The Lake Champlain Cruising Guide Book spoke of needing completely different boat-handling skills than those for the lake. The Otter Creek had a current; something I had never dealt with. The guidebook warned the current was strongest at the city docks near the waterfall. Since it was still early in the summer season, we would have to watch for partially sunken logs or other debris floating in the river. The entrance to the river is described as tricky with a 90-degree turn required just at the mouth. Oh, and also, the guide warned, beware of your mast and spreaders becoming entangled in over-hanging branches at the river’s edges.

Joel and I prepared as if we were part of Francisco de Orellana’s 1542 expedition to explore the Amazon. We packed extra food and water in case we became stranded mid-river. We readied docking lines starboard and port so we wouldn’t have to deal with them in the maelstrom at the base of waterfalls. We applauded ourselves for thinking of releasing the anchor from its bracket and flaking out rode so it could be thrown overboard at a moment’s notice should the motor fail mid-stream in the river’s torrent.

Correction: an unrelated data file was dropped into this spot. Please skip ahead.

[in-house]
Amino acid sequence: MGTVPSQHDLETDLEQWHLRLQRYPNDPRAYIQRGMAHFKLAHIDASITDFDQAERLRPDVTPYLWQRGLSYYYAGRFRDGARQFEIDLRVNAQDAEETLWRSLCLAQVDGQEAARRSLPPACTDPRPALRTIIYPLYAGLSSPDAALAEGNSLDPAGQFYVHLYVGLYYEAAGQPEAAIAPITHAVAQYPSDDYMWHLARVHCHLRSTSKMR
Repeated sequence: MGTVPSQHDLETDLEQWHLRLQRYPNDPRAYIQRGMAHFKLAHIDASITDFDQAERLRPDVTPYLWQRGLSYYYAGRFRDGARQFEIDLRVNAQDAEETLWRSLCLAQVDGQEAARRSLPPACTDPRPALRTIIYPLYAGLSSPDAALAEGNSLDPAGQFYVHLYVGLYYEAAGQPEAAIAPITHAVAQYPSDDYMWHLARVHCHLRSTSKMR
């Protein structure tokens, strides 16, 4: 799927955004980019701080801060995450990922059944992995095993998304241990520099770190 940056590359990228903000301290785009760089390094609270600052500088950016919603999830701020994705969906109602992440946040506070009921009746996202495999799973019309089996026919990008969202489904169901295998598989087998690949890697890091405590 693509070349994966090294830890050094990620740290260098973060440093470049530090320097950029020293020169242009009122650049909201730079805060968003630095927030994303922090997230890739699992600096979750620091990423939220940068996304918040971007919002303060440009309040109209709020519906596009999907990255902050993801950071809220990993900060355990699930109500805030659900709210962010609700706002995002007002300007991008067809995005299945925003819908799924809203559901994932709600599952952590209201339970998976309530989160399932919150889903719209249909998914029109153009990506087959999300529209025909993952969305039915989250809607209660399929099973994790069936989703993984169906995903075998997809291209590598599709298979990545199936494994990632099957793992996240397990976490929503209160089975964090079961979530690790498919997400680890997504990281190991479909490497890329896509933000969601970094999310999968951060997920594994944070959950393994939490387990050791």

As with all dauntingly large unknowns, as soon as we were in its midst, it shrunk to realistic proportions. The entrance was easy, the current minimal and the few small logs easily avoided.

The "tricky" river entrance was not easy to spot from a distance, but not so tricky. Then again, maybe because we followed the guide to paranoid accuracy.
We did encounter tree trunks floating down the river, so it was not without merit to warn us of them.
We re-read the guidebook as we put-putted up the river and now we laughed at some of the ominous-sounding warnings.

Just in case we had missed some important warning, I kept re-reading the guidebook. Regrettably, I must report it was not always accurate. This houseboat was not mentioned.
The osprey nests, however, were mentioned in the guidebook.
There was no over-hanging canopy to worry about. The river was broad enough to avoid the oh-so-threatening tree limbs supposedly hungry to snatch our mastlight or windvane.

Our confidence grew to cockiness as we approached Vergennes.

The waterfalls of Vergennes, Vermont.
We motored a loop around the basin under the falls and, accurately taking the accelerated current into account, we executed a flawless docking maneuver.

Proud explorers Joel and Mathias at the edge of the known world.
We stepped off the boat, lunch bags in our hands, a told-you-so pride in our eyes, and marched on the village. We enjoyed our sandwiches and visited a dot: a statue of Thomas Macdonough, the commander who drove the British from Lake Champlain.

The memorial to Thomas MacDonough in Vergennes' village green.
Returning to Sunset, Joel grabbed my arm and pointed up toward the masthead. Humiliated and humbled, we laughed. Sunset’s mast and shrouds were entangled in maple tree branches overhanging the dock.

Snarled by the branches of humility.